positively perfect
benjamin claymier
"rhetoric of deceit"
dennis millisor
"bite the curb " (a photonarrative)
brandon walker


The Rhetoric of Deceit:

A Defense in Video & Essay

When undertaking a business so delicate as an exploration of the psychological and pre-psychological implications and assumptions that blossom from something so ill-famed as deceit, it seems entirely necessary to put forth a definition to which this exploration will adhere. For my purposes, I will use Arnold Isenberg's definition of a lie: “A lie is a statement made by one who does not believe it with the intention that someone else shall be led to believe it” (Isenberg 466). He goes on to explain that this definition makes provision for instances of an accidental telling of the truth, when what is said is actually intended to be misleading. Also, I appreciate that this definition takes embellishments and contractions of the truth into consideration; it explicitly indicates that the one performing the telling does not believe what is being told. That being said, my treatment will primarily address what I call non veritas grandis, or 'great not truth,' because not all of the principles, if they may be called principles, described here necessarily play an active role in what are referred to as “little, white lies.”

In the PSA that I created, I have outlined some fundamental principles that typically contribute to the rhetorical value of a lie, i.e., its believability. Firstly, I noted that a lie's believability is in its telling. I think that this concept is the cornerstone of telling an effective lie. In my many years of experience of deceiving people and observing others deceive people, I have become conscious of a trend that seems to be preeminent among those trends that exist in the realm of what contributes to a lie's acceptance as truth: there is no more believable lie than the one that the teller, himself seems to believe. An effective lie cannot simply be told, but it must be performed.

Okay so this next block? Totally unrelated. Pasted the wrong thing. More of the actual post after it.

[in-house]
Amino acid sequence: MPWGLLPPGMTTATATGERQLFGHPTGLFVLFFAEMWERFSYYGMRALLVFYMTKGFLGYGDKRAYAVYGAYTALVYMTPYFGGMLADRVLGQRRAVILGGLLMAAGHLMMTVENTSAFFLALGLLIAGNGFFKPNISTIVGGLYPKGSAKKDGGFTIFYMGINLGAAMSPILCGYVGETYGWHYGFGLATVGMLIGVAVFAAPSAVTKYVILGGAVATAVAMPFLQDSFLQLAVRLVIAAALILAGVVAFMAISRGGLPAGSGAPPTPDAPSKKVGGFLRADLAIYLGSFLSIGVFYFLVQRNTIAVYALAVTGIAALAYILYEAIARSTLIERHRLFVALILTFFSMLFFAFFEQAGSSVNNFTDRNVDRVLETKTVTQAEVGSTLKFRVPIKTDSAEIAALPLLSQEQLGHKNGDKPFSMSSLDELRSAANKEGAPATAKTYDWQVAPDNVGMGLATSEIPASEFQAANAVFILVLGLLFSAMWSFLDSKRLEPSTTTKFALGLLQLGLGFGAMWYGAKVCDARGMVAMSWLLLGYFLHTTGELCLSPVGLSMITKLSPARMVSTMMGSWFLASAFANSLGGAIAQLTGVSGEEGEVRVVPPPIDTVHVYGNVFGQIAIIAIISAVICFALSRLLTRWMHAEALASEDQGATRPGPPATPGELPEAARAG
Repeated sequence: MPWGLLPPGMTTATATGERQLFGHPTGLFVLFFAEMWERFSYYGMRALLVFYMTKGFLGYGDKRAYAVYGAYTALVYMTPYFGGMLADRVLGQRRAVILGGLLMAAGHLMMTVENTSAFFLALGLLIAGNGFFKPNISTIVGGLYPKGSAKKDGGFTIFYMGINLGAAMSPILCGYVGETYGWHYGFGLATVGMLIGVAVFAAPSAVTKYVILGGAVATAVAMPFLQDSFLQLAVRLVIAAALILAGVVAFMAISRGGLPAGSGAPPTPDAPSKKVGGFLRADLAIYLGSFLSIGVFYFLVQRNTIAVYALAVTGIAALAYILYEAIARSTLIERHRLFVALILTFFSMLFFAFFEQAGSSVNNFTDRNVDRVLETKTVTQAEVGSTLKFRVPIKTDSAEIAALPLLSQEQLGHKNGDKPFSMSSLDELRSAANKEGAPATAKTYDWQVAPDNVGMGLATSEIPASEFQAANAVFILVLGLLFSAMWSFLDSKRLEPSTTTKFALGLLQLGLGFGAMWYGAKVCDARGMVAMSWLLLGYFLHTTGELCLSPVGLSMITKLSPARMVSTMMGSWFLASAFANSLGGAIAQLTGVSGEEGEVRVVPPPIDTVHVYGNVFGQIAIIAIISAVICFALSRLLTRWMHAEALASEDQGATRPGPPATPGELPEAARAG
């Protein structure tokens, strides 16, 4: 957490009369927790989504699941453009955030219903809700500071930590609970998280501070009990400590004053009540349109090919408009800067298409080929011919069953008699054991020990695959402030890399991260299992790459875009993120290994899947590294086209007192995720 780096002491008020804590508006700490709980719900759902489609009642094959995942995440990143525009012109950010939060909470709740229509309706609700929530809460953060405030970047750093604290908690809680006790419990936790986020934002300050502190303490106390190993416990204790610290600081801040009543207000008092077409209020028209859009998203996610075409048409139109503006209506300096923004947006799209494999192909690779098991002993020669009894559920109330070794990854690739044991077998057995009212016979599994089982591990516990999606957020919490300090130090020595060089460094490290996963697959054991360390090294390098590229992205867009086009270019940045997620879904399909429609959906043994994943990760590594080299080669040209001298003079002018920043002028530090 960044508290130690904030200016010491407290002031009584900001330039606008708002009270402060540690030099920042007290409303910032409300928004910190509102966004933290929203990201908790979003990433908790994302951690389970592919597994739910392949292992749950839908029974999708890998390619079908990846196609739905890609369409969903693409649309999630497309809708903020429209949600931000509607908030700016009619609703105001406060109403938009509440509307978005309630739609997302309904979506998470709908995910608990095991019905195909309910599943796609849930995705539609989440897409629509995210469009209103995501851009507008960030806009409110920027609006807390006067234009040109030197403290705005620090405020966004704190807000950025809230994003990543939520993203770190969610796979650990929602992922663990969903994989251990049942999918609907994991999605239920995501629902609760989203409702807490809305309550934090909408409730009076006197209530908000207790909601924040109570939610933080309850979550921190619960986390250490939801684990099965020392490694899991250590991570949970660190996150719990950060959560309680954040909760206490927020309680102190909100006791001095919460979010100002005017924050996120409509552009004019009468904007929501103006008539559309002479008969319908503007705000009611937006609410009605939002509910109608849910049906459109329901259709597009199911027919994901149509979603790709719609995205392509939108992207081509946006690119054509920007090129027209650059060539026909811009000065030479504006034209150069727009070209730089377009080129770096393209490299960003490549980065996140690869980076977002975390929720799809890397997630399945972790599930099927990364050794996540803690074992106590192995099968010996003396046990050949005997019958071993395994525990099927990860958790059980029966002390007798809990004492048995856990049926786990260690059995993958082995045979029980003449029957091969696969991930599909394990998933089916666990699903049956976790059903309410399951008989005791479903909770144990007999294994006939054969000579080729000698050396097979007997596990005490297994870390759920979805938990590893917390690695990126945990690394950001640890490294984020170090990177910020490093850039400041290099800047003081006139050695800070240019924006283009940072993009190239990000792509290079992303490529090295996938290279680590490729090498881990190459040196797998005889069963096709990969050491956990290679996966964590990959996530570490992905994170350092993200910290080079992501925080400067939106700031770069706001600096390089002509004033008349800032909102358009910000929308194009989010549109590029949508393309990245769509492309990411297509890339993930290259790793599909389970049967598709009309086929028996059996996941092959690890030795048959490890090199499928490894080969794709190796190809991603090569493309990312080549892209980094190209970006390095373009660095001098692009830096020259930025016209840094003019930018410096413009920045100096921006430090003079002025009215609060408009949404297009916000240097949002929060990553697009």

These performances must be approached with the utmost care and consideration for detail if they are to have the desired effect. First of all, as with any rhetorical performance, careful attention to your particular lie's kairos must be a priority. If it is to be believed, your lie should not begin with a segue that you might find in a standup comedian's act (e.g., “So, I was at the mall the other day...” or “Women always be shoppin'...”). Your lie's commencement should adhere to all conventional guidelines for social propriety concerning subject changes in conversation awaiting your turn to speak. Never speak your lie as something that has been rehearsed; just wait for the kairos; it will come. Whether you are being interrogated by the police, making excuses to your boss, or just lying to your best friends it, is imperative that you wait for the appropriate opportunity to execute your lie.